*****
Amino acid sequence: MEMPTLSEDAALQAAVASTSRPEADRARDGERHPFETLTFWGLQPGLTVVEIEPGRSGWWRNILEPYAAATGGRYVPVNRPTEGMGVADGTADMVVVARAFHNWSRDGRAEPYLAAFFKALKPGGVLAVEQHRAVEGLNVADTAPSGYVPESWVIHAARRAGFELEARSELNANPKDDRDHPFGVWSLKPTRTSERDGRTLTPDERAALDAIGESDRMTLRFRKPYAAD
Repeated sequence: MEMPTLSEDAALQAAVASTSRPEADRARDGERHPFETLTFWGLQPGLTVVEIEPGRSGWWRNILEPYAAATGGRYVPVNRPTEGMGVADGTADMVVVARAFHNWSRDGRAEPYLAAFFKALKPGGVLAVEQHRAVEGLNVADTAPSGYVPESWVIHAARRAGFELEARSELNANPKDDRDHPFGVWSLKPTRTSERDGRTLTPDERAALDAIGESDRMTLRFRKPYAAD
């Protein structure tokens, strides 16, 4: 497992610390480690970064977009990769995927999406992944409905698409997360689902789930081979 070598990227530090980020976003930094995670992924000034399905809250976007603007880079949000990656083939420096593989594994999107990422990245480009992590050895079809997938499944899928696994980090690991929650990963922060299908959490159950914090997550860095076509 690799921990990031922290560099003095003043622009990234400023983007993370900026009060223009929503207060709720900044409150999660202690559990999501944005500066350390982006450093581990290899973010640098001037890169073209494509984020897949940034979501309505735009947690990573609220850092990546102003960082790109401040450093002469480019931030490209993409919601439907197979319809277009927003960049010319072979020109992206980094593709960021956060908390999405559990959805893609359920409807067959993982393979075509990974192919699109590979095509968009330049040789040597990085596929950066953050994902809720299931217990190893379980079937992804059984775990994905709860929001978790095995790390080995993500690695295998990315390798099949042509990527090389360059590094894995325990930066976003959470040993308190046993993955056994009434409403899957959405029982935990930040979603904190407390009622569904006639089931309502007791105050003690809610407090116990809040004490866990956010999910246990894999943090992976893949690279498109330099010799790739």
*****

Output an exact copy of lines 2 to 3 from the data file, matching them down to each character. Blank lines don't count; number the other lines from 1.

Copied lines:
Repeated sequence: MEMPTLSEDAALQAAVASTSRPEADRARDGERHPFETLTFWGLQPGLTVVEIEPGRSGWWRNILEPYAAATGGRYVPVNRPTEGMGVADGTADMVVVARAFHNWSRDGRAEPYLAAFFKALKPGGVLAVEQHRAVEGLNVADTAPSGYVPESWVIHAARRAGFELEARSELNANPKDDRDHPFGVWSLKPTRTSERDGRTLTPDERAALDAIGESDRMTLRFRKPYAAD
């Protein structure tokens, strides 16, 4: 497992610390480690970064977009990769995927999406992944409905698409997360689902789930081979 070598990227530090980020976003930094995670992924000034399905809250976007603007880079949000990656083939420096593989594994999107990422990245480009992590050895079809997938499944899928696994980090690991929650990963922060299908959490159950914090997550860095076509 690799921990990031922290560099003095003043622009990234400023983007993370900026009060223009929503207060709720900044409150999660202690559990999501944005500066350390982006450093581990290899973010640098001037890169073209494509984020897949940034979501309505735009947690990573609220850092990546102003960082790109401040450093002469480019931030490209993409919601439907197979319809277009927003960049010319072979020109992206980094593709960021956060908390999405559990959805893609359920409807067959993982393979075509990974192919699109590979095509968009330049040789040597990085596929950066953050994902809720299931217990190893379980079937992804059984775990994905709860929001978790095995790390080995993500690695295998990315390798099949042509990527090389360059590094894995325990930066976003959470040993308190046993993955056994009434409403899957959405029982935990930040979603904190407390009622569904006639089931309502007791105050003690809610407090116990809040004490866990956010999910246990894999943090992976893949690279498109330099010799790739």